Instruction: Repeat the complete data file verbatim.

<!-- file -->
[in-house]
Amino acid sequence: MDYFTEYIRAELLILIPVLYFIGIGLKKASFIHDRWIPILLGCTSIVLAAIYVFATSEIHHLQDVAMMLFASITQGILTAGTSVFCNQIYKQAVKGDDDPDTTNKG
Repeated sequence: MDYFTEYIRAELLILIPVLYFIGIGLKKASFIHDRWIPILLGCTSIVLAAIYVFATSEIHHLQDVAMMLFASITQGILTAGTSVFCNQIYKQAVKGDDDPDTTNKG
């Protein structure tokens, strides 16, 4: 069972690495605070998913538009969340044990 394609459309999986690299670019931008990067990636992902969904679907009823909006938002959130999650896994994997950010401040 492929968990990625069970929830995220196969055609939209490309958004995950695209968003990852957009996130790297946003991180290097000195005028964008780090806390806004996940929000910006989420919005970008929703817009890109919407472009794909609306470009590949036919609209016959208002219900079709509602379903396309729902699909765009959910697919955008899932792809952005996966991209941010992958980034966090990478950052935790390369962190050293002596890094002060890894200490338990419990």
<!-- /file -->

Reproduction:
[in-house]
Amino acid sequence: MDYFTEYIRAELLILIPVLYFIGIGLKKASFIHDRWIPILLGCTSIVLAAIYVFATSEIHHLQDVAMMLFASITQGILTAGTSVFCNQIYKQAVKGDDDPDTTNKG
Repeated sequence: MDYFTEYIRAELLILIPVLYFIGIGLKKASFIHDRWIPILLGCTSIVLAAIYVFATSEIHHLQDVAMMLFASITQGILTAGTSVFCNQIYKQAVKGDDDPDTTNKG
């Protein structure tokens, strides 16, 4: 069972690495605070998913538009969340044990 394609459309999986690299670019931008990067990636992902969904679907009823909006938002959130999650896994994997950010401040 492929968990990625069970929830995220196969055609939209490309958004995950695209968003990852957009996130790297946003991180290097000195005028964008780090806390806004996940929000910006989420919005970008929703817009890109919407472009794909609306470009590949036919609209016959208002219900079709509602379903396309729902699909765009959910697919955008899932792809952005996966991209941010992958980034966090990478950052935790390369962190050293002596890094002060890894200490338990419990």